In addition, our outpatient medical and senior housing tenants, operators, and borrowers compete with certain companies that have superior resources and attributes and/or provide similar healthcare services or alternatives such as home health agencies, telemedicine, life care at home, community-based service programs, retirement communities, and convalescent centers.
Furthermore, these tenants, operators, and borrowers face a competitive labor market. A shortage of care givers or other trained personnel, union activities (including strikes, labor slowdowns, or contract negotiations), wage laws, or general inflationary pressures on wages may require our tenants, operators, and borrowers to enhance pay and benefits packages, or to use more expensive contract personnel, and they may be unable to offset these added costs by increasing the rates charged to residents or patients. An inability to attract and retain qualified personnel, including personnel possessing the expertise needed to operate in the life science, outpatient medical, and senior housing sectors, could negatively impact the ability of our tenants, operators, and borrowers to meet their obligations to us.
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Our tenants, operators, and borrowers could also be adversely impacted by a bank failure or other event affecting financial institutions, including through disruptions in access to bank deposits or borrowing capacity, including access to letters of credit from certain of our tenants relating to lease obligations, and any resulting adverse effects to our tenants’, operators’, or borrowers’ liquidity or financial performance could affect their ability to meet their financial and other contractual obligations to us.
Although we generally have the right under specified circumstances to terminate a lease, evict a tenant or terminate an operator, demand immediate repayment of outstanding loan amounts or other obligations to us, or draw on a letter of credit, we may be unable to enforce these rights or we may determine not to do so if we believe that doing so would be more detrimental than alternative approaches. If widespread default or nonpayment of outstanding obligations from our tenants, operators, or borrowers occurs at a time when terminating our agreements with them and replacing them would be difficult or impossible, we could elect instead to amend our agreements on materially less favorable terms to us. The failure of our tenants, operators, or borrowers to meet their financial and other contractual obligations to us could have a material adverse effect on our business, results of operations, and financial condition.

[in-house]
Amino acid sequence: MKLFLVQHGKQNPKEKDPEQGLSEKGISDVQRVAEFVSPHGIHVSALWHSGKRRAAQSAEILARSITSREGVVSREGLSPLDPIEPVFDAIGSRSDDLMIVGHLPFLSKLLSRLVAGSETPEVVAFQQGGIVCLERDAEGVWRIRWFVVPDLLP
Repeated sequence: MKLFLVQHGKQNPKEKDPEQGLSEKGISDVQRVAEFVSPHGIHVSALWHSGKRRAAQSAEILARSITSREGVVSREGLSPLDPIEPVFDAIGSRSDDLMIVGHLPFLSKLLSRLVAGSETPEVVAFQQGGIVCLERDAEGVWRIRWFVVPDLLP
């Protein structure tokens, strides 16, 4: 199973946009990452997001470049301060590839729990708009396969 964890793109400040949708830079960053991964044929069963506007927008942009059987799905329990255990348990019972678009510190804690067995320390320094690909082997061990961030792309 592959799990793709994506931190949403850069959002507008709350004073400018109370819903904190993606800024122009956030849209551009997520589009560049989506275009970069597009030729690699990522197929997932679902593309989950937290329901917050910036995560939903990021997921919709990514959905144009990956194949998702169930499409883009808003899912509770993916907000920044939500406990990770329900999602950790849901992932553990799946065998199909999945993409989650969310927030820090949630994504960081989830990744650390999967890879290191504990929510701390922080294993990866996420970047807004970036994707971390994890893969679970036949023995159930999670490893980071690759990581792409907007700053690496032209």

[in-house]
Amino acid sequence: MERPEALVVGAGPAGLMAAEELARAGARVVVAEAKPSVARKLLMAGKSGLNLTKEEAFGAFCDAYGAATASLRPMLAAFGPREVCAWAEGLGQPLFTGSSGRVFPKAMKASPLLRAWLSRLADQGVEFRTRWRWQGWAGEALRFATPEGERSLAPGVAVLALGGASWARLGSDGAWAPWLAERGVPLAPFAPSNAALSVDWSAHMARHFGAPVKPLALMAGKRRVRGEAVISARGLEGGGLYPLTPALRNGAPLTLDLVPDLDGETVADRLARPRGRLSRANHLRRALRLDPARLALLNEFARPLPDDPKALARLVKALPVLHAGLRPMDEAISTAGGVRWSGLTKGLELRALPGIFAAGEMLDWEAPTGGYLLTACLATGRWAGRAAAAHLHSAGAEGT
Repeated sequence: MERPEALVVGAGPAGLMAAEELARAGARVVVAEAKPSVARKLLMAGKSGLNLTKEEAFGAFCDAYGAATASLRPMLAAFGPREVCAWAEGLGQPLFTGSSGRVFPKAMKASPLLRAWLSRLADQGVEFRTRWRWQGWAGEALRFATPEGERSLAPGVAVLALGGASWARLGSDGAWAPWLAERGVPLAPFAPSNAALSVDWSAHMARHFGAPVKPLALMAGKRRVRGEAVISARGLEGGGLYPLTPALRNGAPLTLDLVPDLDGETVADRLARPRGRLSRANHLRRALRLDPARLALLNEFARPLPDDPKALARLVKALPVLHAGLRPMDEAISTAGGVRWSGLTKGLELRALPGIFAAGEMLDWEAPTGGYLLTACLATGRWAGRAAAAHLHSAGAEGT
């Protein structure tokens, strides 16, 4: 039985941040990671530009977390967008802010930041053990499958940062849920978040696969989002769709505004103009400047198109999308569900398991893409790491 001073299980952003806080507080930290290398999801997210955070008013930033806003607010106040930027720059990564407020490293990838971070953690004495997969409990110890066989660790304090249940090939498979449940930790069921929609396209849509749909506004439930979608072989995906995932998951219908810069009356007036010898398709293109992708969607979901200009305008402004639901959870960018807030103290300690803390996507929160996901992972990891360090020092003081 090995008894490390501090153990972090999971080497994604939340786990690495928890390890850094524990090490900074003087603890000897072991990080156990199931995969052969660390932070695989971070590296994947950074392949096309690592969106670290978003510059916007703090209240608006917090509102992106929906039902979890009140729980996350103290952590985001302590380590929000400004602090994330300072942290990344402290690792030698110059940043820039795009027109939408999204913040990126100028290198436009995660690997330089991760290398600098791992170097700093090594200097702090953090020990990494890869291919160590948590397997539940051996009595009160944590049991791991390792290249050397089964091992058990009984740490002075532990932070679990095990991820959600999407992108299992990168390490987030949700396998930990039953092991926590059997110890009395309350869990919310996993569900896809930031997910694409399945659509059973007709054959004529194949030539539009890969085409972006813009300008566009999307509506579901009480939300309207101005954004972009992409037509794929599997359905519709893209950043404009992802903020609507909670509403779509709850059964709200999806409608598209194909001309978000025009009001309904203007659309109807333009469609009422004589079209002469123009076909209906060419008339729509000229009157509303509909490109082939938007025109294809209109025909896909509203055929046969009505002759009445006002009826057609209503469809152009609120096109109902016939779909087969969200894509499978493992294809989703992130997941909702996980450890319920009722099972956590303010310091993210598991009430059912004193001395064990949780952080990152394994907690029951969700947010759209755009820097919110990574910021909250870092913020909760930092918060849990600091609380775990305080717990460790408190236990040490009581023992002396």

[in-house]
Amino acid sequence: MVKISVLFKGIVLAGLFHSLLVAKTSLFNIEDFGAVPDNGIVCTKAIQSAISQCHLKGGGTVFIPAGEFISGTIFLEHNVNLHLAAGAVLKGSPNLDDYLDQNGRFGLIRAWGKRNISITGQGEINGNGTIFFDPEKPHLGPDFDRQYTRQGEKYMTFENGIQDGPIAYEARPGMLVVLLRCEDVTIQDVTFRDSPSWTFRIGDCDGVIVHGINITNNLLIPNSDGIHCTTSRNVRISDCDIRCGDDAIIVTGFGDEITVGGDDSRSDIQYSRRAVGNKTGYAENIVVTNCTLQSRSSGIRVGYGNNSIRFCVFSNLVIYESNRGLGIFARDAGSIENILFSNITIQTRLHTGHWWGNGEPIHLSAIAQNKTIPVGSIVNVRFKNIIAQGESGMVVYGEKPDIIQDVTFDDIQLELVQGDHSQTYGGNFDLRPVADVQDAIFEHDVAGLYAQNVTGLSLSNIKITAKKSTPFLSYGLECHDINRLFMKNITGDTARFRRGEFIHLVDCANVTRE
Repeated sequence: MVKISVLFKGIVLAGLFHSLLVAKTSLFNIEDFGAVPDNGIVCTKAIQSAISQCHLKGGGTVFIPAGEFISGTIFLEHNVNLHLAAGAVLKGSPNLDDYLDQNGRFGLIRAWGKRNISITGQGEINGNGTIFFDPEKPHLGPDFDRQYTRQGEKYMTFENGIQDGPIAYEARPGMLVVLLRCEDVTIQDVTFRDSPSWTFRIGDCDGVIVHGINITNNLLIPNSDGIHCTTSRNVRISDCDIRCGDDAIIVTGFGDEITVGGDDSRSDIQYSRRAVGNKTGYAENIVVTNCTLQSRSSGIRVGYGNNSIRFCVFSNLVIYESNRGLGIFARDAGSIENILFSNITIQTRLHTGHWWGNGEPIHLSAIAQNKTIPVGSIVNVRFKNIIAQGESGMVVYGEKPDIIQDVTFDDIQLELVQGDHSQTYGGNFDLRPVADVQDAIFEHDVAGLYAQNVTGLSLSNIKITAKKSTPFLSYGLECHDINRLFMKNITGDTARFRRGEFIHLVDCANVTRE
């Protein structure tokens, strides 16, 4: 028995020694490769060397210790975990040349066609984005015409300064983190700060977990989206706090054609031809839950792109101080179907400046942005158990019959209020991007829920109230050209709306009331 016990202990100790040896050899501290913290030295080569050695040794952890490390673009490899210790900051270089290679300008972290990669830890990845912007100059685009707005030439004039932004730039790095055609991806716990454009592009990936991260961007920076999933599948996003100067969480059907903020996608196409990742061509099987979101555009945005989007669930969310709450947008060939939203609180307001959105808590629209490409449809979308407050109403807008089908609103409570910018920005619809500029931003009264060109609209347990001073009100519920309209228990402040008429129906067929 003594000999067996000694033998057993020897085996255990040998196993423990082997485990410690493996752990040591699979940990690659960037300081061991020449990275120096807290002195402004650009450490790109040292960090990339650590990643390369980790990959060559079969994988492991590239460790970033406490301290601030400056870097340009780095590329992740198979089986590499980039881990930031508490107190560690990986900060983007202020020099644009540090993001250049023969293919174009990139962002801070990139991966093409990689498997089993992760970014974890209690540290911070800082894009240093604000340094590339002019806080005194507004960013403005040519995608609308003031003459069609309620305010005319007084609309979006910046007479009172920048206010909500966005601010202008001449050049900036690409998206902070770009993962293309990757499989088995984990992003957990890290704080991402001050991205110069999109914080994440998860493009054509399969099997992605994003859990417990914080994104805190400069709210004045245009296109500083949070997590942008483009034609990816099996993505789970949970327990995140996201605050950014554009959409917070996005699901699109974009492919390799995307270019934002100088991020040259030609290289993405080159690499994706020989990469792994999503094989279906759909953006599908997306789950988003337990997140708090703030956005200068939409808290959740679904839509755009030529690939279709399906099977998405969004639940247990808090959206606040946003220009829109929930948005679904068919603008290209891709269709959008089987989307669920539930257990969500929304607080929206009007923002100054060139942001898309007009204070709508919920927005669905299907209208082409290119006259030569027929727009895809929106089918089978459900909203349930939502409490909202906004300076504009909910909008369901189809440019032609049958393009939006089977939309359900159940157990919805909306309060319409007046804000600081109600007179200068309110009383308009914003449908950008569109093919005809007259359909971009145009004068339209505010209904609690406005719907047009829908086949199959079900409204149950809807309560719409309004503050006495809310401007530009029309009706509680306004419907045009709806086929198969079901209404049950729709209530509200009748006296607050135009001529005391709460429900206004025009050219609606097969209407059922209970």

We may be negatively impacted by the insolvency or bankruptcy of one or more of our major tenants, operators, or borrowers.
A downturn in our tenants’, operators’, or borrowers’ businesses has led, and could in the future lead, to voluntary or involuntary bankruptcy or similar insolvency proceedings, including assignment for the benefit of creditors, liquidation, or winding-up. Bankruptcy and insolvency laws afford certain rights to a defaulting tenant, operator, or borrower that has filed for bankruptcy or reorganization that has, and in the future may, render certain of our remedies unenforceable or, at the least, delay our ability to pursue such remedies and realize any related recoveries.
A debtor has the right to assume, or to assume and assign to a third party, or to reject its executory contracts and unexpired leases in a bankruptcy proceeding. We have been subject to rejection of our leases in the past and may experience such rejection in the future. When a debtor rejects its leases with us, obligations under such rejected leases cease. The claim against the rejecting debtor for remaining rental payments due under the lease is an unsecured claim limited by the statutory cap set forth in the U.S. Bankruptcy Code. This statutory cap may be substantially less than the remaining rent actually owed under the lease. In addition, a debtor may also assert in bankruptcy proceedings that certain leases should be re-characterized as financing agreements, which could result in our being deemed a lender instead of a landlord. A lender’s rights and remedies, as compared to a landlord’s, generally are materially less favorable, and our rights as a lender may be subject to lower priority for payment under the U.S. Bankruptcy Code.
Furthermore, the automatic stay provisions of the U.S. Bankruptcy Code preclude us from enforcing our remedies unless we first obtain relief from the court having jurisdiction over the bankruptcy case. This effectively limits or delays our ability to collect unpaid rent or interest payments, and we may ultimately not receive any payment at all. In addition, we have been, and may again be, required to fund certain expenses and obligations (e.g., real estate taxes, insurance, debt costs, and maintenance expenses) to preserve the value of our properties, avoid the imposition of liens on our properties, or transition our properties to a new tenant or operator.